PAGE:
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Foltian Dimensions of Ineptitude


The gang that couldn’t administrate straight has stuck again, this time with the abrupt cancellation of the Dimensions Weekend show much beloved by students of recent years — though in Parkhurst’s spin-crazed manner, the administration is asserting that the show has not been cancelled, just moved in pieces to the dorms. As if.

The D has a story and a well reasoned editorial about Parkhurts’s latest fiasco (geez, I really have had occasion to use that word in the last couple of years: the Hanover Inn sinkhole of waste, SAE hazing, Trustee self-dealing, AP credit blundering, arbitrary and differing frat punishments, hated DDS mealplans, closing the swimdocks, and so on and on).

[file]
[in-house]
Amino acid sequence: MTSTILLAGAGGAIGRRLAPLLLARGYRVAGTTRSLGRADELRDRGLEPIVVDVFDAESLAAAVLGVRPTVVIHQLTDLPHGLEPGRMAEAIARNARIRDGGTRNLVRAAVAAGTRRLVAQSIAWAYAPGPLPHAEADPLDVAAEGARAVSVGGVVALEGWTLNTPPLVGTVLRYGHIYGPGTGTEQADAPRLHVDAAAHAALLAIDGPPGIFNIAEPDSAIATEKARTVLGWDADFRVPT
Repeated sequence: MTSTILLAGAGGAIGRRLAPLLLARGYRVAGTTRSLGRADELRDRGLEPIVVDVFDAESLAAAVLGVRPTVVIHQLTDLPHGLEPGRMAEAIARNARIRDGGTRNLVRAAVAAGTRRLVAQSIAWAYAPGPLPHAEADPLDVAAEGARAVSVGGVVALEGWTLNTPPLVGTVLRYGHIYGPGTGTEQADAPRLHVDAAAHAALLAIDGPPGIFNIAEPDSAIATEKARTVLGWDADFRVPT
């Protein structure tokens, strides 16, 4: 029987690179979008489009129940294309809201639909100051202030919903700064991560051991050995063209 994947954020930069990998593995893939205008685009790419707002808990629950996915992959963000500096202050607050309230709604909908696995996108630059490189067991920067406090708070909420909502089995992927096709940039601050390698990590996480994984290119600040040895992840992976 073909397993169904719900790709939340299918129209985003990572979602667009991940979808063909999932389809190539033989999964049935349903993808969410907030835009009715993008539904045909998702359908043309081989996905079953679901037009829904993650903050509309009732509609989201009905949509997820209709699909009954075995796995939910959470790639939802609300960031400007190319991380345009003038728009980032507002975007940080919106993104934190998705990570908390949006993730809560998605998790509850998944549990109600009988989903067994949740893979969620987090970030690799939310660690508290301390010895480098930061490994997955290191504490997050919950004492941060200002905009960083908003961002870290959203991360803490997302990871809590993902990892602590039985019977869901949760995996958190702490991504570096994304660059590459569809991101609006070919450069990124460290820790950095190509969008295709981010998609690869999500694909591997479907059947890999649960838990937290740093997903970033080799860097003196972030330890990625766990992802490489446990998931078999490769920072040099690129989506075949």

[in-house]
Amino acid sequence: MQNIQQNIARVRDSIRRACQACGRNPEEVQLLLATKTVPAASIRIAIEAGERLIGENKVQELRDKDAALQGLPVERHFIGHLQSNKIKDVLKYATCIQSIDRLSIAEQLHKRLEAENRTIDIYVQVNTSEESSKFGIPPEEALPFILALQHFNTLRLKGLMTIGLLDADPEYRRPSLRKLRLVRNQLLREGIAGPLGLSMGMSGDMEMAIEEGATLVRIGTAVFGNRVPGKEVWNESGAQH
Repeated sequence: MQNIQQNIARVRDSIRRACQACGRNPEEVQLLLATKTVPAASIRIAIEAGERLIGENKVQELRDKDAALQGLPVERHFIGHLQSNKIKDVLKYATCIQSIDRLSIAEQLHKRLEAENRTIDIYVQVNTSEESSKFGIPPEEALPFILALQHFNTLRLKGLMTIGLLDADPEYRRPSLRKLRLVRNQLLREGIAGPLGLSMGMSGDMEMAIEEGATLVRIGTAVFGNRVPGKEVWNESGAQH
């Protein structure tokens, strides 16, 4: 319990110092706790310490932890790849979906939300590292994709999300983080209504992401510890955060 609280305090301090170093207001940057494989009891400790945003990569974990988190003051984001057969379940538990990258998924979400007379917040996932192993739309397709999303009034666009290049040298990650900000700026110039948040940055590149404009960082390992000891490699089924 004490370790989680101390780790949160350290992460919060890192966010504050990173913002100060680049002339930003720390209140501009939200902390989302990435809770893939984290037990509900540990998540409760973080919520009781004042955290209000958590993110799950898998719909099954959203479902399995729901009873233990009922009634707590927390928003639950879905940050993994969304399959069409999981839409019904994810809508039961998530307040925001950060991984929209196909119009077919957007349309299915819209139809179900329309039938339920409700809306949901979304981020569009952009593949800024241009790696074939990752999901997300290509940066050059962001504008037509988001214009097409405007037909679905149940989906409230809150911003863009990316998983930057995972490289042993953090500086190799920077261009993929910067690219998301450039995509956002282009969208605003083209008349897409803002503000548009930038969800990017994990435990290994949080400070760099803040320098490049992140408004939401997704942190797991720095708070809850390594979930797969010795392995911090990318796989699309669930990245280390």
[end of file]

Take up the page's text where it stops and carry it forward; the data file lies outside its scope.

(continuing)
The How: Before we address the merits of cancelling the Dimensions show, we should look at the manner in which this decision was made. According to The D, the order came out of the blue. No consultation, justification, conversation, disputation or shared decision-making. As usual — for another example, see Dean Johnson’s summer fiat regarding a new alcohol policy — the bolt of lightning was from on high. The content was explicit and so was the implication for students: nobody cares what you think.

If the administration had good reasons for changing the format of the Dimensions show, any good manager could have told Carol & Co. how to proceed. First, take student leaders into your confidence, and share your data with them. Let the word filter down to other students that there are good reasons for modifying the show. And, given the event’s popularity, make the change a gradual one over, say, a couple of years. That’s how to effect change; and it will be better because students can add input from their perspective, and they will buy into the new way of doing things.